Australians are known for their relaxed and relaxed attitude to life, and this is true at least to a certain extent. You'll probably meet some locals who relax and take the time to enjoy life. Australians are eager to appear that they are no better (or less) than others. They value authenticity, honesty and do not like pretentious and arrogant behavior.
Australians appreciate people with humor and distance, and gladly moderate their own successes and ambitions to such an extent that they can sometimes seem uninterested in doing much with their lives. A good example is the word water, which many Australians pronounce something like “waada”; as in many other words, the consonants soften and the sound a sounds wide and long. The wide spectrum of individual backgrounds and stories, together with the legacy of the natives who have lived on the continent for more than 50,000 years, have helped to create a unique Australian national identity and a popular spirit. The main decisions are made at the highest levels of Australian organizations, and most employees are aware of this mandate and their own place in the organization.
We encourage readers to visit the Aboriginal and Torres Strait Islander course to learn more about Australia's indigenous cultural diversity. Australians are used to people speaking American and British English with different accents, so you shouldn't have a problem making yourself understood even if you sometimes use the word “wrong”. The only substantial social conclusion that can be drawn from the way a person speaks is usually their age (through the use of specific jargon). Remember that this is just a very basic level introduction to Australian culture and people; it cannot explain the diversity of Australian society and is in no way intended to stereotype every Australian you may meet.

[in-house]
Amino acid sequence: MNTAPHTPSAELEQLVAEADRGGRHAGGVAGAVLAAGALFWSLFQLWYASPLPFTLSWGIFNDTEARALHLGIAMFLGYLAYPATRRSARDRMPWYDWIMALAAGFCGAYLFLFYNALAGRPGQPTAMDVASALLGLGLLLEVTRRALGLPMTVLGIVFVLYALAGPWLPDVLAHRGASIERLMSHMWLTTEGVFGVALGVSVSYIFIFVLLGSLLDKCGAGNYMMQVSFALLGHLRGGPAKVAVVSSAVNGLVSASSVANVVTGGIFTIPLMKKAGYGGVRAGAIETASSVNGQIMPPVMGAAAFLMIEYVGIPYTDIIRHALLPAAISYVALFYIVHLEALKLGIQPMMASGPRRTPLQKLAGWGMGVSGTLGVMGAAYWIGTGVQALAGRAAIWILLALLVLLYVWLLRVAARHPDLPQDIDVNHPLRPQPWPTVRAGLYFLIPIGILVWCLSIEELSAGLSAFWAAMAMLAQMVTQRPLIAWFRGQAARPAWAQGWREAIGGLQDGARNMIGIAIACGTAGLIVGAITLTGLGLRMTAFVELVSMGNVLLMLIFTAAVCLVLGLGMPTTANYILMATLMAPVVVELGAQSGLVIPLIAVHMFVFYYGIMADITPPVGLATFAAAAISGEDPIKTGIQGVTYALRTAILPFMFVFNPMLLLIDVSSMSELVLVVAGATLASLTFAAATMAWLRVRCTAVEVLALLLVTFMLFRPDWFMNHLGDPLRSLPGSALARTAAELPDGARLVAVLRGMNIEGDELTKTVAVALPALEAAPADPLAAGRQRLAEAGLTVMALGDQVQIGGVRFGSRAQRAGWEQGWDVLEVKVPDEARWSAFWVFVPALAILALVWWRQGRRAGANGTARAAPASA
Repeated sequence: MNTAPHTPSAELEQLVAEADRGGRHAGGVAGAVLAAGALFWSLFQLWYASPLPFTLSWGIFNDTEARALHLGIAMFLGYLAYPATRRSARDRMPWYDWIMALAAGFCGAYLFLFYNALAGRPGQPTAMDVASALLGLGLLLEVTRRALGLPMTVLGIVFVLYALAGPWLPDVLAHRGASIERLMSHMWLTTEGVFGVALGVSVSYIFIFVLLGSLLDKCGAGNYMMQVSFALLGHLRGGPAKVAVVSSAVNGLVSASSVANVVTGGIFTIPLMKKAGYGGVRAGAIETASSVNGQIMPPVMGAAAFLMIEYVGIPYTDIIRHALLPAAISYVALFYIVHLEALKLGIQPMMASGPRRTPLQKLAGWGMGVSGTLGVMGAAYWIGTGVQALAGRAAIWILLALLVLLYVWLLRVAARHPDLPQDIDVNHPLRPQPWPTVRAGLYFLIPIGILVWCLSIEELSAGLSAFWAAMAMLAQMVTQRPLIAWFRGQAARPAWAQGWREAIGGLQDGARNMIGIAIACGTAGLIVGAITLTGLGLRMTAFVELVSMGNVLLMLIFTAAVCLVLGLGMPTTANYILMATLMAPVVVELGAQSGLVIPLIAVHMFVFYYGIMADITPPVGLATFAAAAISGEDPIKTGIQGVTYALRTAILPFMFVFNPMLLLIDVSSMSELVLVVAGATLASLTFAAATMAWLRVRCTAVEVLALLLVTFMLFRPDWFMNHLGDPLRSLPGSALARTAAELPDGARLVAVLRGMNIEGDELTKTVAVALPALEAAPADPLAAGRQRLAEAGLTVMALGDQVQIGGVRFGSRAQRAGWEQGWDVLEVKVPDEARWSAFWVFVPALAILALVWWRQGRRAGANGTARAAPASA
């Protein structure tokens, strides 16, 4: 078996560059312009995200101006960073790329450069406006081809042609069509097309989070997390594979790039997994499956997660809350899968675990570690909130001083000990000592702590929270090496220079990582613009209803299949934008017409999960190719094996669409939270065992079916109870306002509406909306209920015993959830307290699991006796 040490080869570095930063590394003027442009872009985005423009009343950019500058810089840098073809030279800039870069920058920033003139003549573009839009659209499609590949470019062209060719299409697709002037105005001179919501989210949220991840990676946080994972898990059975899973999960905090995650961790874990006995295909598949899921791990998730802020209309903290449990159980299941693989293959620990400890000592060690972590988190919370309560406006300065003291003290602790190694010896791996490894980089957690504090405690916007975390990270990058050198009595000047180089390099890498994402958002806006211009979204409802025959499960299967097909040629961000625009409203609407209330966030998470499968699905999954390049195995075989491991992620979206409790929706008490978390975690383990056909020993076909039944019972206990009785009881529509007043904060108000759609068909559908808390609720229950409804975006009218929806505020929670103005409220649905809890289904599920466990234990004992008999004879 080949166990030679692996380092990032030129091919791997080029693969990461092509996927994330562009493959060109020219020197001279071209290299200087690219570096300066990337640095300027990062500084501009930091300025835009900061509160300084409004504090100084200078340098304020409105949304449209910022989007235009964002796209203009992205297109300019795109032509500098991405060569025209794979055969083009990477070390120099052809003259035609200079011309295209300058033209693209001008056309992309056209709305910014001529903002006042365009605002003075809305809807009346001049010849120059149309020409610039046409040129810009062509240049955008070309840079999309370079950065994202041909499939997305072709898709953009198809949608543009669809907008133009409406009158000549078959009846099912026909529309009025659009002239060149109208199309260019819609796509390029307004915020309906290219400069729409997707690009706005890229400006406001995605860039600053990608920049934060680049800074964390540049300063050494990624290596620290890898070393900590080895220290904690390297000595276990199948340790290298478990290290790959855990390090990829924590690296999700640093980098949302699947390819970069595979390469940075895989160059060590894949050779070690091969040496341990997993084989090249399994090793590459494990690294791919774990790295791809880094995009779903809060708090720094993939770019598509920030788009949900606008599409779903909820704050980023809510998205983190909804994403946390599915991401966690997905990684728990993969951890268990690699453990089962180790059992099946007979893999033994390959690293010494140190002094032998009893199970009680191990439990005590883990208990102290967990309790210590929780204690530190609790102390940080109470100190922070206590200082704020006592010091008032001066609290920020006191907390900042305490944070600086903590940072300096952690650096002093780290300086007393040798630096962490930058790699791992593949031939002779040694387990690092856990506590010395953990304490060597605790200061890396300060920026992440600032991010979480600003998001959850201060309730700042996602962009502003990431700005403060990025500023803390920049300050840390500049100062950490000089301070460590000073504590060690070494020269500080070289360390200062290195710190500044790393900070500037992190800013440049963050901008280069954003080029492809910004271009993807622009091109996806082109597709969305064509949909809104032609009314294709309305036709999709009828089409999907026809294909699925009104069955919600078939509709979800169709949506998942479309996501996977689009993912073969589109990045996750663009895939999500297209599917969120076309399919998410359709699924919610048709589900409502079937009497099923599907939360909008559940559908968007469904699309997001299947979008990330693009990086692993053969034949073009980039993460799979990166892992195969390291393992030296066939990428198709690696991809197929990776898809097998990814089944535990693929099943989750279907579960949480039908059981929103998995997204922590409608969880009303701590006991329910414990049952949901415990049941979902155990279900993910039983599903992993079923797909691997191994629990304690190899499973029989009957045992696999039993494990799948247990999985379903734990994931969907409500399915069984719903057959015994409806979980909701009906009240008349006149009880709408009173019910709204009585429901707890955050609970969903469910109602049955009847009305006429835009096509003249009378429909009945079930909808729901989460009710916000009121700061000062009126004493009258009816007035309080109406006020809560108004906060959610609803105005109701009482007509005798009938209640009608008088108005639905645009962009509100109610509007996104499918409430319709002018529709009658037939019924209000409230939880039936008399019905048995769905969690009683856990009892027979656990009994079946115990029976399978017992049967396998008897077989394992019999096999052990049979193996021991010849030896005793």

In general terms, the Australian public is developing an appetite for new experiences and is actively seeking different things. Although English is the main language used in Australia, Australians have their own unique way of speaking, which includes a colorful vocabulary, an accent characterized by increasing intonation, a unique phonetic system and jargon (“Strine”), which can take a long time to get used to. Australians tend to be very modest in terms of their achievements and generally criticize themselves to avoid sounding pretentious. At first it might seem a little silly to go around being nice to strangers, but if you listen to how the Australians around you behave and how they express themselves, you'll soon have a good idea of how social protocols work.
The term is used to indicate a deliberate disapproval or violation of the Convention; the term, for example, has been used seriously in debate articles to criticize the proposal to introduce social security numbers and national identity cards, but above all it appears in joking contexts, such as in television advertising that proclaims that “it is not Australian not to eat lamb meat for dinner”. Ministers and civil servants have given speeches to celebrate Australia and the Australian people, and then Prime Minister Julia Gillard presented one of the country's most prestigious awards: the title of “Australian of the Year”. Increasingly, bicultural identity is seen as an asset to be treasured and proud of in Australian society. Many of the statistics on Australian public attitudes come from the Cultural Competence Program.